Space archaeology: how to protect lunar sites?

For this new Space Law article on Space Legal Issues, let’s have a look at space archaeology. As private companies or NASA revive the space race to Mars, the Moon has once again become an important landmark in space exploration. How to protect the first sites of space exploration, when space is supposed to belong to everyone? The trace of the boot left on the lunar floor by Neil Armstrong in July 1969 is still intact, fifty years later.

Two golf balls, a work of art entitled “Fallen Astronaut”, a falcon feather, twelve pairs of space boots, ninety-six bags of excrement, and especially more than fifty remains of space vehicles, from stages of the rocket Saturn V, to the lunar exploration modules used by NASA… On the Moon, the traces of the passage of our specie remain immutable for fifty years, insensitive to the passage of time.

Really? In the wake of the renewal of space exploration, while NASA and private companies, SpaceX in the lead, announce wanting to send people to Mars, the Moon seems to have become a point of step in the race for outer space. The footprints of Neil Armstrong, Buzz Aldrin, and the astronauts who followed them, are still printed in the lunar dust, and it would be enough for a new explorer to venture a little too close to this historic site, to destroy its archaeological character.

Return to the Moon: a stage of space exploration,and space archaeology?

If Donald Trump wishes to return to the Moon in the next five years, as he has announced, it is primarily by political calculation. In 2020, the current president of the United States of America is expected to run for a second term, and such a promise is in line with its flagship slogan: “Make America Great Again”. Bringing the race to the forefront, with a return to the Moon announced for 2024, Donald Trump indirectly invokes the fantasy past of the Kennedy era, and hopes to reconnect with the era of American success.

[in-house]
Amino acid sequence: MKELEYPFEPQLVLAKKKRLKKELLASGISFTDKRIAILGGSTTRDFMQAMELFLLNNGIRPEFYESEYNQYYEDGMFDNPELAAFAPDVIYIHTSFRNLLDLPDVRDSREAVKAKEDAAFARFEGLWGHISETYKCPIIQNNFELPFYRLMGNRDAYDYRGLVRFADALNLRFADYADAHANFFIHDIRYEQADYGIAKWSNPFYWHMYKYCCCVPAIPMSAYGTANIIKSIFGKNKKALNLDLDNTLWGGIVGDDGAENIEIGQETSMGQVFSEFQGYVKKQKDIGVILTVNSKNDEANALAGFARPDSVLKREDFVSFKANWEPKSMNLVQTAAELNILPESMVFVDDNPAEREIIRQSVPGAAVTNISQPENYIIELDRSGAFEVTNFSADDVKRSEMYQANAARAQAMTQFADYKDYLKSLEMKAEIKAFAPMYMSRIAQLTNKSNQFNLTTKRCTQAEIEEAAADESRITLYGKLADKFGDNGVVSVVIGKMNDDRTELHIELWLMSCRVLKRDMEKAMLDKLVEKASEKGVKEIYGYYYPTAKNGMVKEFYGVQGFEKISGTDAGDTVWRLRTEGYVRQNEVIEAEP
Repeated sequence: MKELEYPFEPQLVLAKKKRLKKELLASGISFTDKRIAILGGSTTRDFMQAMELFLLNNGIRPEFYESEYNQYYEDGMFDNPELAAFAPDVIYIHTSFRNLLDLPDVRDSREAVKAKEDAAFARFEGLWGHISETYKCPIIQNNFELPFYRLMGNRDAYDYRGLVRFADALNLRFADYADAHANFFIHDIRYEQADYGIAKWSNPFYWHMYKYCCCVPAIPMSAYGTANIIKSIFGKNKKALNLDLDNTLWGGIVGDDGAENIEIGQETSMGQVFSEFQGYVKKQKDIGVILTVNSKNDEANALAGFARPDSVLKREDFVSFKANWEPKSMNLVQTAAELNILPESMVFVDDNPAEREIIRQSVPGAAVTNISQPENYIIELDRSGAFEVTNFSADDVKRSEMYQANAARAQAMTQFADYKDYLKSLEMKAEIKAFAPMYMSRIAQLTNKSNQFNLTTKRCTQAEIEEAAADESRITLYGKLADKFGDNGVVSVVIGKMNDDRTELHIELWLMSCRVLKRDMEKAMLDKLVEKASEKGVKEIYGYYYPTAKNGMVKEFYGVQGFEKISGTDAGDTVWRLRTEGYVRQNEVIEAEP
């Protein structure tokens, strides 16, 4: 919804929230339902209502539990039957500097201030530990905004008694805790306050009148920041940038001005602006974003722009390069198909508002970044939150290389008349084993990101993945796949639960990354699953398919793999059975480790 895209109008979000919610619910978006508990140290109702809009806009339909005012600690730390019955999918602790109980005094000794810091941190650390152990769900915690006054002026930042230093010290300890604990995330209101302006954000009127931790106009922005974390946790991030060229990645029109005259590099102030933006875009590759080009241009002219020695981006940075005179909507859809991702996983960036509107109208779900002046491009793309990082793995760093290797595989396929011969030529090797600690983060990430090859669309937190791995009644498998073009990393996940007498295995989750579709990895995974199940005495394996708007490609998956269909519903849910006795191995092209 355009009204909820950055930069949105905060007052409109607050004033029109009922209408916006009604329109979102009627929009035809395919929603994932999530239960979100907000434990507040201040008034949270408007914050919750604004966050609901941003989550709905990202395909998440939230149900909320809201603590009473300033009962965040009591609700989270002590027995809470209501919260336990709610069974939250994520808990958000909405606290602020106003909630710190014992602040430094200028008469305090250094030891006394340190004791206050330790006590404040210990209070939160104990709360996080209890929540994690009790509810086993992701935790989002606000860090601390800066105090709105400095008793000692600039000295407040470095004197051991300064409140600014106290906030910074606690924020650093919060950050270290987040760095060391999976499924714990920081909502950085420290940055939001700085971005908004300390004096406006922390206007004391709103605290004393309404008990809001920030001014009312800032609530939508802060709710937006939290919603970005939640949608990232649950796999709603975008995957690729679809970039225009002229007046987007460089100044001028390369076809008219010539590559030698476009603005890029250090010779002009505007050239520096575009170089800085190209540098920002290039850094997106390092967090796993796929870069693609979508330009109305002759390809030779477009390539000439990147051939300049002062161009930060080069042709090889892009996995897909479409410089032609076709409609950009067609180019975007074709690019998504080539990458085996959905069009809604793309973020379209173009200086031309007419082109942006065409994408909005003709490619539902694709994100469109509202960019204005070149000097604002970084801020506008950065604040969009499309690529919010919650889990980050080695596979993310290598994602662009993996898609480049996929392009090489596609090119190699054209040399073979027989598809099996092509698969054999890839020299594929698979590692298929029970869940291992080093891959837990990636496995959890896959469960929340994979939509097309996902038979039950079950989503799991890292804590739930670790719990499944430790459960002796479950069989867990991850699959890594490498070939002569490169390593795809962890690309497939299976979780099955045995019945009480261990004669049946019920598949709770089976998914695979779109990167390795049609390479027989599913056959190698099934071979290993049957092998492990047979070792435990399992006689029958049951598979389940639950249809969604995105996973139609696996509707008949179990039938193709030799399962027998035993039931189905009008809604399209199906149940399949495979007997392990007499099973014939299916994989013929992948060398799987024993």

NASA is not the only one to want to return to the Moon. Our natural satellite is an obligatory step in the conquest of the Solar System, and Chinese as Indians, in full development of their respective space programs, have already announced they want to go there by 2030. On the side of private companies, some entrepreneurs are more willing to promote space tourism. Others have put the Moon at the heart of their communication, like the Berlin company PTScientists, supported by Vodafone, which has already announced its willingness to install a mobile antenna on the Moon, in order to facilitate future scientific explorations…

The company does not deprive itself and announced its willingness to take advantage of missions to return to the landing site of the Apollo 17 mission, the last to have taken our specie on the Moon, interesting for space archaeology. “Outer space belongs to everyone, and with Mission to the Moon, we invite the world to join us at this pioneering stage of access to space exploration. The inspiration transmitted by the Apollo missions touched people who, like me, were not born and could not live them. Apollo 17 marked the end of a chapter in space exploration, but as we enter a new chapter, private exploration, I want to create a new Apollo Moment, to inspire a new generation of explorers, engineers and scientists”.

The Berlin company plans to visit the Apollo 17 site to photograph the abandoned rover on site. If it announced that it has partnered with For All Moonkind, Inc., an international NGO whose sole purpose is to preserve the historical legacy of our specie in outer space, and work hand in hand with NASA, its intentions have led to questions about how best to safeguard these historic sites.